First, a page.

This gives the next step: you can count how often you see a worker adding value and how often not. If I see a worker, I wait briefly to understand what he is doing before determining if it is value add or not. Usually, I use a three-second delay. In my head, I count to three, and on “three” I determine if the action at “three” is value add or waste. You can even count the same person repeatedly at different times. To do the actual measurement, I simply count instances of observing value add and instances of observing waste. This counting is a simple list of dashes as shown below.
This brings me to my animation below. This animation is admittedly quite wasteful, but in my next post I will have two more animations with improvements. Look at the animation loop and count to three. At “three,” is the stick figure adding value or doing waste? The sign in the back helps you in this training animation, but of course in reality there would be no such sign. Hence, focus on the person, and after three seconds decide if it is value add or waste. Try to really focus on the timing at “three.” If the worker just added value, but turned around at “three,” then it is no longer adding value. If the worker walked a long distance, but at “three” just started touching the part, then it is adding value, even if he wasted a lot of time beforehand. Count every time you see a value add or a waste at this “three” spot in time.
Now you have a random sample of a few observations, always deciding if it is value add or waste. Of course, more is better. Using these numbers we now can calculate the percentage of the time a worker is adding value (number of observations of value adding divided by total number of observations) or waste (number of observations of waste divided by total number of observations – or simply the remainder to 100%). And, voila, you now know the percentage value add of the manual labor at this line or station.
If you do this measurement for the animation above, then you will get the percentage value add. I did the calculation for you, and it is a measly 17.4% value adding time, with the remaining 82.6% of the time being wasted (24.4% movement waste, 22.2% waiting waste, and 36.2% transport waste). Depending on how many measures you took, you should get numbers somewhere on this magnitude.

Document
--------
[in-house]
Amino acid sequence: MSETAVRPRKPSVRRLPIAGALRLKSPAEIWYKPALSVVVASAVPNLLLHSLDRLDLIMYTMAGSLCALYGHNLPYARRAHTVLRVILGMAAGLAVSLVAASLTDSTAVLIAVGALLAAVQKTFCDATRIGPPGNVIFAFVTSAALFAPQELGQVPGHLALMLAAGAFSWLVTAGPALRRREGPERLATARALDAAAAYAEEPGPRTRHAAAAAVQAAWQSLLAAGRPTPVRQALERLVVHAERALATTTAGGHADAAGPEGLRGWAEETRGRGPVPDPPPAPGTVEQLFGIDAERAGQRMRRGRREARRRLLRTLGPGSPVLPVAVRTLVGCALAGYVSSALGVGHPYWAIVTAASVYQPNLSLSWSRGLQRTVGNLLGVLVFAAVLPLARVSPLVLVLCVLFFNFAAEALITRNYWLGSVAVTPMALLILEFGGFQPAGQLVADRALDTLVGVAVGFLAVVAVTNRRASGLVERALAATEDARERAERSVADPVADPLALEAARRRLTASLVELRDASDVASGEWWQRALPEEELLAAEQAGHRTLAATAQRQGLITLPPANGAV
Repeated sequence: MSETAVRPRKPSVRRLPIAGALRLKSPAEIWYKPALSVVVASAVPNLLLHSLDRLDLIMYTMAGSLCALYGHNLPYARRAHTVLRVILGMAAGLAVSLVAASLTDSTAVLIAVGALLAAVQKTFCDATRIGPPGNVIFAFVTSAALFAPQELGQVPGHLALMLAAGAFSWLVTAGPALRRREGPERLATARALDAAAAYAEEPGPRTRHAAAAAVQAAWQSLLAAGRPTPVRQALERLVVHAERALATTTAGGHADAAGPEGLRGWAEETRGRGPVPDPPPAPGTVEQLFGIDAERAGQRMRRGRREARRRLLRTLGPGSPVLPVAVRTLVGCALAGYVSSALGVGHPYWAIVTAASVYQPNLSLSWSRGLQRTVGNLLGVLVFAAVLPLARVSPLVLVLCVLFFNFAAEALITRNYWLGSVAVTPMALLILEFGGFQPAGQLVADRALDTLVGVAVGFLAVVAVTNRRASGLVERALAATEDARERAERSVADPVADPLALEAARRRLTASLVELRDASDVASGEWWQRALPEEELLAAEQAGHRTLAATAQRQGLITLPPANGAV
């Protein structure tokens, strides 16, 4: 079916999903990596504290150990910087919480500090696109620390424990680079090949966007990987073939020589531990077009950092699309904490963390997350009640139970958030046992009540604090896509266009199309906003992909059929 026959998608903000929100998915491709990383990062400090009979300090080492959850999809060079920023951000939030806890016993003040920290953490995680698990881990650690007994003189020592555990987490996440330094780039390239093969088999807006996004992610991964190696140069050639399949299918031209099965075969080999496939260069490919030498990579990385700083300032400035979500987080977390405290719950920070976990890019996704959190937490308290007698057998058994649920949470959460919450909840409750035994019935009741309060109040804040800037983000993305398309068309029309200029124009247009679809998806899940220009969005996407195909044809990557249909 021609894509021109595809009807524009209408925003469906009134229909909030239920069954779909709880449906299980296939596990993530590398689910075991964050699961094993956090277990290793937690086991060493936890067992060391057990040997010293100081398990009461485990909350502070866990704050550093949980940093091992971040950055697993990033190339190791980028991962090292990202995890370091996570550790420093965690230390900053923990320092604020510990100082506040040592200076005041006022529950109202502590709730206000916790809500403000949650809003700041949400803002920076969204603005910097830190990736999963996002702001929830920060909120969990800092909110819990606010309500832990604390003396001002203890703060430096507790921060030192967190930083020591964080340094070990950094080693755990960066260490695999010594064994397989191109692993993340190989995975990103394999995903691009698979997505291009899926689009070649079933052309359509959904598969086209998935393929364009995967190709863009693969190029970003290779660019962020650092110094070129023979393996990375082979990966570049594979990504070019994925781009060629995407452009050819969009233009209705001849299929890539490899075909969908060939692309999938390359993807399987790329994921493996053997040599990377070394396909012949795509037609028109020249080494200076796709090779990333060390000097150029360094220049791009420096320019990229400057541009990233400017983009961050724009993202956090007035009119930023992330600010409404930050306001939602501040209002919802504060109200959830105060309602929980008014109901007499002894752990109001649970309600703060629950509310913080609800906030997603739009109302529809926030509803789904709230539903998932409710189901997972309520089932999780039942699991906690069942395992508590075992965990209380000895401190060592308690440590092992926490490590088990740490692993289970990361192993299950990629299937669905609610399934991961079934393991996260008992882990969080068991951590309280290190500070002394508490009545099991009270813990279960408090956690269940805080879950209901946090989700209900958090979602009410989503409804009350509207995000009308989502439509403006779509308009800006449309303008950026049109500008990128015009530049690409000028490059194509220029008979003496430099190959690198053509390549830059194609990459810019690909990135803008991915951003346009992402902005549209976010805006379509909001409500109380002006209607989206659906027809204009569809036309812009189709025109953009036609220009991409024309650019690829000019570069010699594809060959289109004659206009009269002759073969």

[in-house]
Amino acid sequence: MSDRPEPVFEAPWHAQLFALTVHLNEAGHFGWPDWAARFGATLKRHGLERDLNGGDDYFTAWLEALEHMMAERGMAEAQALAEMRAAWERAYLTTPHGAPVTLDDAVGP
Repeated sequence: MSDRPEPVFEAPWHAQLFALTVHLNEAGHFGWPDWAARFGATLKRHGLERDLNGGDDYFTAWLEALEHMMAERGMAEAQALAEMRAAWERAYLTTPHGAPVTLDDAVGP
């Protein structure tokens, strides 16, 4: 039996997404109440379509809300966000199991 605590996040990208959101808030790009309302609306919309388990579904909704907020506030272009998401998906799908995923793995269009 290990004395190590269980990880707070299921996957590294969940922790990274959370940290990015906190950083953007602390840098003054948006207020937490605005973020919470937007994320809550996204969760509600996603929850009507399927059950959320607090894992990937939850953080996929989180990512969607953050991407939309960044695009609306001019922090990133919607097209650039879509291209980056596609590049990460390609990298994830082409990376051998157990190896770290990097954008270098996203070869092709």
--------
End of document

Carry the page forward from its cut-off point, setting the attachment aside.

These counts can easily be done on the fly during a plant visit, and it may take less than ten minutes to observe a line. If I do it in reality I may have a total of ten to forty observations. You can measure them for the entire plant overall, or separately for different lines or cells.
Keep in mind it is a rough estimate. However, I definitely prefer my own rough estimate over any “official” value add numbers I get, which are most likely “optimized” to look good. I don’t believe 120% value add just like I don’t believe 115% OEEs, and I have seen them a lot 🙁 . In my next post I will show you what values to expect, and also two more very similar but more efficient animations. Now, go out, measure your efficiency, and organize your industry!
15 thoughts on “How to Estimate Value Add for Manual Work – How to See Waste!”
I love what you say, but would point out that “every three seconds” is not random (although it is perfectly functional in your example). Technically it is stratified sampling with a random starting point (and variation based on counting speed).
I point this out because Randomness supports many powerful statistical tools as an assumption but is not met in this case.
Hello Brent, I phrased it incorrectly (and since fixed it). You are right that a three second interval is not truly random, and hence not a random sampling. But what I meant is that when you decide to sample, watch the operator for three seconds before deciding if that moment is value add or waste. The three seconds delay is in my view necessary to understand a bit of the operation and it really helps to decide if it is value add or not.
This is a bit more random. However, truly random sampling is difficult, going down a rabbit hole with pseudo-random number generators and alternatives (I have been there briefly, and decided to get out of that hole fast). Thanks for commenting 🙂
I like the 3 sec rule; I will try to practice it in my next Gemba walk. Thank you very much.